At first I found the addition of Deep Analysis to be nothing short of bad. I was the Team Paragon member who opposed its inclusion at the first Vintage championship. However, I have changed my thinking on it. First of all, there are quite a few decks in the format that run the Intuition/AK engine. You will be happy to be able to Intuition up three Deep Analysis in that case. Second, it actually isn’t that bad to Drain into. Each Deep Analysis is functionally uncounterable because you can just flash it back. Anyone who wants to counter your Deep Analysis will only stop you from drawing two of the four cards. However, you have to be careful about letting someone Drain a Deep Analysis. Getting a four mana boost can really give them a solid tempo advantage that may significantly put them beyond your ability to stop.
I tested various configurations of Deep Analysis – from 2, 3, and 4. Two works. It’s functional. However, in order to really get the most bang for your buck – to squeeze very bit of juice out the decks potential plays, three is really the right number. I tried four with four Intuitions and it was too dicey. I’d get into situations where I’d use all four Deep Analysis, but I’d be in a position where I’d have to marshal my extra resources into unnecessarily protecting my life. Flashing back four Deep Analysis is twelve life – and you’ve often eaten through a few more with Fetchlands, Force of Wills, and possibly a few hits from a creature of some sort (since this deck is such a tempo black hole in the first few turns).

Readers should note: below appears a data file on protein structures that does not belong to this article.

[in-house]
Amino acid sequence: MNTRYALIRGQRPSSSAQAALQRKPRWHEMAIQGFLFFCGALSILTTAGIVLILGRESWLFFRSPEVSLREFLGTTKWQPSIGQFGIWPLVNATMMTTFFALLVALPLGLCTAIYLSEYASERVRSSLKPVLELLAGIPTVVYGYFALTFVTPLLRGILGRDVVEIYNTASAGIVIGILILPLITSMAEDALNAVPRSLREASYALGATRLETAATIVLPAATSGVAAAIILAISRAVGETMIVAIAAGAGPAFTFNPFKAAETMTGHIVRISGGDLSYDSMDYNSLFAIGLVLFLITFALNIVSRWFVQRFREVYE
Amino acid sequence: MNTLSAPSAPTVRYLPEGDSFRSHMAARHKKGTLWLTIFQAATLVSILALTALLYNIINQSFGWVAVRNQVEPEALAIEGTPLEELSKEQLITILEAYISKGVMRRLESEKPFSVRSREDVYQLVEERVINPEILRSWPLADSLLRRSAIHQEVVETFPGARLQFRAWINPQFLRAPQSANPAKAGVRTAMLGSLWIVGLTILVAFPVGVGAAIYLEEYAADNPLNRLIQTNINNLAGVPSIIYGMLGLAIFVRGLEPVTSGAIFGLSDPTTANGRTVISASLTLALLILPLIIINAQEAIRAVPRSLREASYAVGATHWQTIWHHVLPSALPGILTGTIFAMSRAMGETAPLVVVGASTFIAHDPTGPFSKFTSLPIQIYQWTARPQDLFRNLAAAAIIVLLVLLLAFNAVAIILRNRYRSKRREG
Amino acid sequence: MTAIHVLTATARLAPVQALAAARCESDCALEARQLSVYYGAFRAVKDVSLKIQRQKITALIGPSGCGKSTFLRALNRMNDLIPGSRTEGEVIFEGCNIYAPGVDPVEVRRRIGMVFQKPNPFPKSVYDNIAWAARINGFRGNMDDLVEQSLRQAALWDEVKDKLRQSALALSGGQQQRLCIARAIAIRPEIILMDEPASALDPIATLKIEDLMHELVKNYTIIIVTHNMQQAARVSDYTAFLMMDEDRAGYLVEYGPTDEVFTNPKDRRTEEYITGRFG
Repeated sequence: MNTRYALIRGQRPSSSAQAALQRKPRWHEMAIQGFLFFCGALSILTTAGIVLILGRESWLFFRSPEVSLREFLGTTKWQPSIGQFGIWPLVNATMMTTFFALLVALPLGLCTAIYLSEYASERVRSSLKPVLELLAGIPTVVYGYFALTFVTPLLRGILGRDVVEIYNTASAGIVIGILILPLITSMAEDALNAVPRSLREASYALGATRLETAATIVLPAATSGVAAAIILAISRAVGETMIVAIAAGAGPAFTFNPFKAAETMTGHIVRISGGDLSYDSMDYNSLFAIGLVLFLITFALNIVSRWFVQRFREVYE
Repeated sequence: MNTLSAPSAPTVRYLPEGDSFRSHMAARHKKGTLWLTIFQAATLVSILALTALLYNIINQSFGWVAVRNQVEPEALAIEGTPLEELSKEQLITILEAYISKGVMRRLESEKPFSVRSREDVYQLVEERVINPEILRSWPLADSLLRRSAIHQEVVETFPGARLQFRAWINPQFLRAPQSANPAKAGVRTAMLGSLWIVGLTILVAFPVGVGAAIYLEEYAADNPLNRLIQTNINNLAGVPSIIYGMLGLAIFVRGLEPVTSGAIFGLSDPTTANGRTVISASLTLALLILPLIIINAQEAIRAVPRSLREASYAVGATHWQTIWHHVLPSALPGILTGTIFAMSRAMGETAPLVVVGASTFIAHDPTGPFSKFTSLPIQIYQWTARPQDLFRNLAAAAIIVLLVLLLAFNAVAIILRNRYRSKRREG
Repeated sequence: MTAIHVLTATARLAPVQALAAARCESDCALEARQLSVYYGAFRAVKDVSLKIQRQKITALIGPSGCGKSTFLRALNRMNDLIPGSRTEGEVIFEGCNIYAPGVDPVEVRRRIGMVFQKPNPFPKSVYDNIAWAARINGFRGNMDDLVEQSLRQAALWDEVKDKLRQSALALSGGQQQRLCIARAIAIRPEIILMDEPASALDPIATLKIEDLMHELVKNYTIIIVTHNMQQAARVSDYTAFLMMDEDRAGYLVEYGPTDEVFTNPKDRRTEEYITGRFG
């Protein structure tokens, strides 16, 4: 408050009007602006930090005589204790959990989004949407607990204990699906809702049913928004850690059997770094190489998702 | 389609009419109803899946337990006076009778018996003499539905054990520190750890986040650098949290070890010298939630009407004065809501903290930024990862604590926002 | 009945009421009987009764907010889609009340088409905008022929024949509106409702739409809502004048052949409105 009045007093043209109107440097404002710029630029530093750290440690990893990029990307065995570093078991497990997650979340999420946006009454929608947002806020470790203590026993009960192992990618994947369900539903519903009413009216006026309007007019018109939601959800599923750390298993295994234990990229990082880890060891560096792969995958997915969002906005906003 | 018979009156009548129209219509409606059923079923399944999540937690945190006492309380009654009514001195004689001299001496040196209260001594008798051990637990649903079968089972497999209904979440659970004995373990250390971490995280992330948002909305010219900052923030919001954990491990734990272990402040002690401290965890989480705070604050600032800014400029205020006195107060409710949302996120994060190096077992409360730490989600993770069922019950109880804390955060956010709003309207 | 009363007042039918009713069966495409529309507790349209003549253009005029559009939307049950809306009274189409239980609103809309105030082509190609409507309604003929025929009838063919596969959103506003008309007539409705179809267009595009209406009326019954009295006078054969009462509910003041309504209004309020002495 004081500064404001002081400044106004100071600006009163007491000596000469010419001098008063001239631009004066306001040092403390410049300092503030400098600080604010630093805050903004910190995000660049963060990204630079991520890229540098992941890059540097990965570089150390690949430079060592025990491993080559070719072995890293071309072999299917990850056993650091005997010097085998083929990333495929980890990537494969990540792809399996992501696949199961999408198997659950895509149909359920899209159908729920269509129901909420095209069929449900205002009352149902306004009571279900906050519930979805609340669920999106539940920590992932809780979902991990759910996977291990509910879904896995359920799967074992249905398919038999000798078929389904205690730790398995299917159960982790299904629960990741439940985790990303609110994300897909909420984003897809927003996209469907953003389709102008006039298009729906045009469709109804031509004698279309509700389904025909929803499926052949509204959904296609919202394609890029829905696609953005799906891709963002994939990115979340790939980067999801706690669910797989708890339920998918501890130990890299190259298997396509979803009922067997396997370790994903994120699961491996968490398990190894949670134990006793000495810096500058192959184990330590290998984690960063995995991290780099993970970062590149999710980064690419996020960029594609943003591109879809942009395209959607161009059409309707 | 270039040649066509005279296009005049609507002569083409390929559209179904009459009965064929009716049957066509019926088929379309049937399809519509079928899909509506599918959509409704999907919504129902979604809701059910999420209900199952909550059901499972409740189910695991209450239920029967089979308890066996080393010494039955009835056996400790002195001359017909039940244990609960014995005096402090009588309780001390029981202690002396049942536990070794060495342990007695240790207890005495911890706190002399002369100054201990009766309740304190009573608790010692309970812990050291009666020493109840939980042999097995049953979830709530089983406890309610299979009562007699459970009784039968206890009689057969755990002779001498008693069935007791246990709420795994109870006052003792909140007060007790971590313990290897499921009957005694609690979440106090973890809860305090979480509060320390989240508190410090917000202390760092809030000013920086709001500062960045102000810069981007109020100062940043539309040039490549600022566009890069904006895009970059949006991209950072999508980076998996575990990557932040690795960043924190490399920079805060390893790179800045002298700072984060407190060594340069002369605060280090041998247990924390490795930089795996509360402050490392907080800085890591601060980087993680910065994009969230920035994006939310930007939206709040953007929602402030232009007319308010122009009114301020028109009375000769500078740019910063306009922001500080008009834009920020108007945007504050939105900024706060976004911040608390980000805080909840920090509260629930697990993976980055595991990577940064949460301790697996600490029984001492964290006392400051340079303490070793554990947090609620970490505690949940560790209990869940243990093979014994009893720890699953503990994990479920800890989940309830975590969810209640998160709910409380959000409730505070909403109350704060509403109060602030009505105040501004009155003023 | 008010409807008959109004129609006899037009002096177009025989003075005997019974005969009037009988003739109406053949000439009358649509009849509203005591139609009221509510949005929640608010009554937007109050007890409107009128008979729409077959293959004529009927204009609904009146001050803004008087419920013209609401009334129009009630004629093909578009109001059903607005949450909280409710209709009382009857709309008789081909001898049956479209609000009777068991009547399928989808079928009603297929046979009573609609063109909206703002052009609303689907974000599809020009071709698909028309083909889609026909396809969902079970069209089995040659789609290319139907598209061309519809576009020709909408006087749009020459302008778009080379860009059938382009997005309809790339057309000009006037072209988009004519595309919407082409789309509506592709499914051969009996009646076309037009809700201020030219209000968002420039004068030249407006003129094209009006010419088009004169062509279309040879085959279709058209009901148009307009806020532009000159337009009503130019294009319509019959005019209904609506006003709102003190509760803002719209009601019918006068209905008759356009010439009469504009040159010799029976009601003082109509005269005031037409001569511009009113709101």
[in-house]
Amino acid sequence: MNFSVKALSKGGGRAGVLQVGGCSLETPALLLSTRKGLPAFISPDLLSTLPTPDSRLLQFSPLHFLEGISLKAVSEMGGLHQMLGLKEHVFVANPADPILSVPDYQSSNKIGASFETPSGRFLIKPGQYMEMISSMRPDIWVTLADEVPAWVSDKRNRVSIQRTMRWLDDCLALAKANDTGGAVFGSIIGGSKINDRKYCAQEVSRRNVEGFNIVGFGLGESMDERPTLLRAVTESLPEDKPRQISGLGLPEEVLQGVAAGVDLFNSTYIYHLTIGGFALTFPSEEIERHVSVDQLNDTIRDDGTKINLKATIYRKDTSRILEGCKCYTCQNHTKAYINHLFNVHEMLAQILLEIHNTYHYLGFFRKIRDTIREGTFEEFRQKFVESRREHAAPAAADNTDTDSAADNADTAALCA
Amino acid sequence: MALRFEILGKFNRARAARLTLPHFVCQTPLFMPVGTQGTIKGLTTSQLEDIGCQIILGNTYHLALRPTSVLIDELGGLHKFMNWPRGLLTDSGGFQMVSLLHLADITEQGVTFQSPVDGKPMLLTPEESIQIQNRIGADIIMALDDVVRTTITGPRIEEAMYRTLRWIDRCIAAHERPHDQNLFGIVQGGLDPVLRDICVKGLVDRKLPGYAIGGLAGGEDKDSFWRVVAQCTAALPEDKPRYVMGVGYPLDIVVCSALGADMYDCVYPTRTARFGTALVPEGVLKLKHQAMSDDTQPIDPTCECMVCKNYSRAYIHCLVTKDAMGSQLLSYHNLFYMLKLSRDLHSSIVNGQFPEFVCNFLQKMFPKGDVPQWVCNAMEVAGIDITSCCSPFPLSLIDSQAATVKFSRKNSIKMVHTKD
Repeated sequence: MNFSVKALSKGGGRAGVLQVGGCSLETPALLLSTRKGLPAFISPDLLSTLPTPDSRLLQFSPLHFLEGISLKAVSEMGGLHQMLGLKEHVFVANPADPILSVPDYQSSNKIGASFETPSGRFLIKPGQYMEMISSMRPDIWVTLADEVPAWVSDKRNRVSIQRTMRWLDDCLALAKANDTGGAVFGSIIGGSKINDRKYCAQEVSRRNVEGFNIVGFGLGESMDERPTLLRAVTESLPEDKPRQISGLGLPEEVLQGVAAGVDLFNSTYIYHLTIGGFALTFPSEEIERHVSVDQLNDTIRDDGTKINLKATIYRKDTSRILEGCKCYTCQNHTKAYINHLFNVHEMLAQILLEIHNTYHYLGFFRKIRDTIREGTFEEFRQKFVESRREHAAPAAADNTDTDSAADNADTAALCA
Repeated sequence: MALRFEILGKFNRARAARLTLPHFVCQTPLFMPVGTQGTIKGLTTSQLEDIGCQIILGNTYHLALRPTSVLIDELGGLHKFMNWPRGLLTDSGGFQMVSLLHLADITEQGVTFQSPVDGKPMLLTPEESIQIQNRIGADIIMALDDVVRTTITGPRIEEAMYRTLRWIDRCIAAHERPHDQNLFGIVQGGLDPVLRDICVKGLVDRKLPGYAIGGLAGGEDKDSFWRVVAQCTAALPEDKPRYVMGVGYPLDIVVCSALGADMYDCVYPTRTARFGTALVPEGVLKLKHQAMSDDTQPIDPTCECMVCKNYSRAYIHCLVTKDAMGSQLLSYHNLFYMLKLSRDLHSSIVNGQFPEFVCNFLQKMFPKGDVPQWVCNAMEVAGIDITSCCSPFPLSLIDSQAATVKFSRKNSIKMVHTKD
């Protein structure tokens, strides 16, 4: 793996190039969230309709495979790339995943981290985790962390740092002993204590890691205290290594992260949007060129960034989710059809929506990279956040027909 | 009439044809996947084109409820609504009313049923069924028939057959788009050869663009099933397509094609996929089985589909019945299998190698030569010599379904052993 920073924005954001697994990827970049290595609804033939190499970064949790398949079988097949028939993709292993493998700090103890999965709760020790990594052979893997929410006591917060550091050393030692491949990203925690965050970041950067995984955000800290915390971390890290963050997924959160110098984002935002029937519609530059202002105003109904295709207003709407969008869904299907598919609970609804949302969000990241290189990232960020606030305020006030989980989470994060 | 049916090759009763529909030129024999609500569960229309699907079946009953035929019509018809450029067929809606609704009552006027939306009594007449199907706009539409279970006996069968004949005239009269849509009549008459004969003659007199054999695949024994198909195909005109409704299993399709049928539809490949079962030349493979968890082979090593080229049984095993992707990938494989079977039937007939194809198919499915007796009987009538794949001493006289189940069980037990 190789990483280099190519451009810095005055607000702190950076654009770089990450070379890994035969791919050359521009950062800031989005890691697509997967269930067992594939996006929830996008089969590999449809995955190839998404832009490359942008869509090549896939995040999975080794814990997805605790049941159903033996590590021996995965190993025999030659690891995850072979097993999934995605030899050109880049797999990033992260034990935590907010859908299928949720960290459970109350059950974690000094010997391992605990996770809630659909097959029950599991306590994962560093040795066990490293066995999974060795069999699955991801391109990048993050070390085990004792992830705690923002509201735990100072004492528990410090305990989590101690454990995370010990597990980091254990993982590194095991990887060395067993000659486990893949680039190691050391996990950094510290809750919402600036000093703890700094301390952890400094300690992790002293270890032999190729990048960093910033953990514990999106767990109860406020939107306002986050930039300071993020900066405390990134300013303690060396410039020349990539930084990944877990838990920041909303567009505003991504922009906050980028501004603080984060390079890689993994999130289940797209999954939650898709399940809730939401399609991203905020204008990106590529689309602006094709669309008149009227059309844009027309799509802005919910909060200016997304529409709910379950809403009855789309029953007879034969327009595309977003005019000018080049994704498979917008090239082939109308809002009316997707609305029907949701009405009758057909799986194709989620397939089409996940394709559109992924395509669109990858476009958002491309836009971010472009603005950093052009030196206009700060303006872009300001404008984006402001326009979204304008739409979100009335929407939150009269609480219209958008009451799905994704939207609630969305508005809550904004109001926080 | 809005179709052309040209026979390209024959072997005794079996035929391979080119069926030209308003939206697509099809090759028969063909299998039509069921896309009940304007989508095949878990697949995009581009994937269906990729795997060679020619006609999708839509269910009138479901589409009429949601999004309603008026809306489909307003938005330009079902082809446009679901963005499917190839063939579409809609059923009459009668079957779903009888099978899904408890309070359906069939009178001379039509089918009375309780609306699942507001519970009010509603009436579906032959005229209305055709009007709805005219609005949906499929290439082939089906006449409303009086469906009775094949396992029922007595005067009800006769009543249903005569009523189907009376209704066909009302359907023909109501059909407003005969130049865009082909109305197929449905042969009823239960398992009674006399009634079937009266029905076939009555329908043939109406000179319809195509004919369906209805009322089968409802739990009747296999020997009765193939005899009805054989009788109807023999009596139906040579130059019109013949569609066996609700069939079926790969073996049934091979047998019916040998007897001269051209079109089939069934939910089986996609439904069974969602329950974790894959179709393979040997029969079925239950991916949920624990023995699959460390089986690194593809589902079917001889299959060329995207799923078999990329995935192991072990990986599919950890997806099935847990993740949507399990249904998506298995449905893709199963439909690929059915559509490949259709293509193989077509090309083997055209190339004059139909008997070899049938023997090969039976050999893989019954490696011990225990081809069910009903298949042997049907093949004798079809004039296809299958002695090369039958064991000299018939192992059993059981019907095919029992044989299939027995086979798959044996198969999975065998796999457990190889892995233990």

This is the other three-mana, broken Blue card that makes this deck hum. Cunning Wish is amazingly versatile in this deck. The primary purpose of Cunning Wish is as a tutor to find Beserk, and one of the reasons this deck works is because Cunning Wish is so effective. In Aggro matches, Berserking a Tog as soon as possible is a game winning play that ends the game. In Control matches, playing Cunning Wish for Red Elemental Blast at the end step is a very solid play to help solidify your game one position. Heck, I leave a Red Elemental Blast in the sideboard for that very purpose even after board. In the control match, if you just need a nice draw spell, you can Wish out Fact or Fiction to get accelerate your game plan. In Workshop matches, you can Cunning Wish for Hurkyl’s Recall, Rack and Ruin, and even more potent, Artifact Mutation. I play Artifact Mutation against Workshop decks as a win condition. More on that later. Also, in a pinch you can wish out Firestorm to ruin Food Chain Goblins, Xantid Swarms, or a few Goblin Welders. The options are nearly limitless given the four-color mana base. The question, of course, is how many Wishes should I run?